Islands like Bermuda have good reason to pay close attention to climate change – for them, impacts that are already happening, such as rising sea levels and more intense storms, pose an especially potent threat.
And yet 14 years have passed since the last comprehensive report on the impact of climate change in Bermuda was conducted by Dr. Anne Glasspool, commissioned by Bermuda National Trust.
This year, a team at Bermuda Institute of Ocean Sciences (BIOS) is working on a much-needed follow-up. The first part of the report will synthesise current knowledge – including scientific research and abundant empirical evidence of the changes already happening.
In the second section, the researchers will seek to develop an understanding of climate change’s impacts on multiple sectors of Bermuda’s society and economy, including tourism, natural and built environments, energy, social justice, transportation and commerce.
Dr. Mark Guishard will be the principal investigator leading the research, which is being funded by exclusive donor HSBC. “This work is intended to support a burgeoning conversation in Bermuda that is urgent, and should also remain ongoing, long beyond the time frame of this proposal,” Guishard said. The first part of the report could be rolled out as early as this summer and the rest, potentially by year-end.
The latest Intergovernmental Panel on Climate Change (IPCC) report, released in February this year, highlighted the need for action. It found that environmental impacts are happening faster and more severely than expected, requiring a growing focus on adaptation strategies – adjusting to the current or anticipated effects of climate change.
Guishard said: “In Bermuda, these impacts are poorly documented outside the scientific literature.” His hope is that the report will “shine a light on some of the critical issues facing Bermuda, in support of public understanding of risks, and in the interest of building resilience”.
Scientists have already published clear evidence of Bermuda’s changing environmental conditions. Average ocean-surface temperatures just south of the island have increased by 1.1 degrees Celsius since the mid-1950s, according to BIOS’s Bermuda Atlantic Time Series, a long-running dataset. The Sargasso Sea has also become saltier, while the loss of oxygen and acidification is accelerating.
Storms hitting Bermuda are becoming more powerful. The average tropical cyclone maximum windspeed within a 100-kilometre radius of Bermuda more than doubled between 1955 and 2019, from 35mph to 73mph, according to a paper authored by five scientists, including Guishard, and published last year in Environmental Research Letters.
“Questions remain about Bermuda’s physical and societal resilience in the face of rising sea levels, changes in rainfall, increasing heat stress, warming ocean and shifting storm regimes,” Guishard said.
Guishard, a Chartered Meteorologist and the Director of the Bermuda Weather Service, said there appeared to be a growing focus on climate change as a unifying theme, from government, business, nonprofits and the community, and that the report could act as a focal point for collaboration between all stakeholders.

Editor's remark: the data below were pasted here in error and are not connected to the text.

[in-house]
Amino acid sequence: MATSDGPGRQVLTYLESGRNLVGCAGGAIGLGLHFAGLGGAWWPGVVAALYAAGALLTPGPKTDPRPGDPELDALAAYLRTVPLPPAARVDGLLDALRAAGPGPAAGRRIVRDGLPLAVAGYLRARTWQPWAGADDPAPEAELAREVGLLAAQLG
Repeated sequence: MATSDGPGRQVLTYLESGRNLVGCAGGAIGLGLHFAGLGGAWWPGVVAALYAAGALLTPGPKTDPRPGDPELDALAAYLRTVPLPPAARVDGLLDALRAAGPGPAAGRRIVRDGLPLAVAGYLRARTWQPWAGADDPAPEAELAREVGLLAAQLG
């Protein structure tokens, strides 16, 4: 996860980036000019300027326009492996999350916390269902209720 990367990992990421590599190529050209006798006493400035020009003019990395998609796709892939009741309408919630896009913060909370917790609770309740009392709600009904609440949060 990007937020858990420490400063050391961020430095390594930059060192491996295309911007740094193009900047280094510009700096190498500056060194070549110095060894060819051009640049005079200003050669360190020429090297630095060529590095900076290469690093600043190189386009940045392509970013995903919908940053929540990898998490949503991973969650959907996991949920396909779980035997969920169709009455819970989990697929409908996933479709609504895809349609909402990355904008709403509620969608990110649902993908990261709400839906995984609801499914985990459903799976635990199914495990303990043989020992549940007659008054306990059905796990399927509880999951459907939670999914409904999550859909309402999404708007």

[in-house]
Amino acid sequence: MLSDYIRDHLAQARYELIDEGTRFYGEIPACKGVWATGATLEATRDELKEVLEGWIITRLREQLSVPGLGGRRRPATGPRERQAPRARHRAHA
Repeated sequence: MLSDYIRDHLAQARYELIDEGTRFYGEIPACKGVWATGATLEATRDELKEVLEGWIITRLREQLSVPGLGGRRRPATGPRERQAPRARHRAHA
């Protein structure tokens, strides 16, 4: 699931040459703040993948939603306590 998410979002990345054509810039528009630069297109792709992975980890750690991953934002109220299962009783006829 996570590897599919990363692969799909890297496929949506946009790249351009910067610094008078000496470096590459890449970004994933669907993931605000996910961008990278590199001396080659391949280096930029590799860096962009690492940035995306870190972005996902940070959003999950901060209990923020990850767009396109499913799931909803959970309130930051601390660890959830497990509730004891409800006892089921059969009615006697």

In March, the Bermuda Government announced it had commissioned a separate report to assess the climate resilience and vulnerability of infrastructure.
“Bermuda led the UK Overseas Territories Association at COP26 last year – a great initiative to focus attention on the threats,” Guishard said. “BIOS has conducted longstanding research, the Bermuda Underwater Exploration Institute started the Youth Climate Summit with support from the private sector, and there’s been a climate action network of environmental NGOs working together.
“In the private sector, you only need to look at the renewable energy efforts to realise there’s a lot of action on carbon emission mitigation. Residential and commercial scale solar utilities are going to greatly improve our energy security and mitigate our carbon footprint.
“Because we have a robust risk industry here, Bermuda is ideally suited to lead the charge on climate risk initiatives that are outward-facing, to close the protection gap and build resilience against climate change. The focus on our internal resilience needs to go hand in hand with that.”
Guishard credits young people with sparking urgency to act on climate change and so is pleased he will have two student interns working with him on the research. “The decades of advice and warnings from scientists about the real threats have not been effective enough,” he said. “It has taken recent youth activism to raise the profile of this issue beyond what science has done.”
If humans are to rise to the challenges of climate change, it must be a truly joint effort. “We all have a part to play – every individual and every organisation, both to mitigate emissions and to adapt to the impacts of climate change,” Guishard said. “It’s not just about the Government coming to the rescue, corporations changing their practices, or individuals planting trees and cycling to work – it has to be all of those things, and more, to make an effective response to climate change.”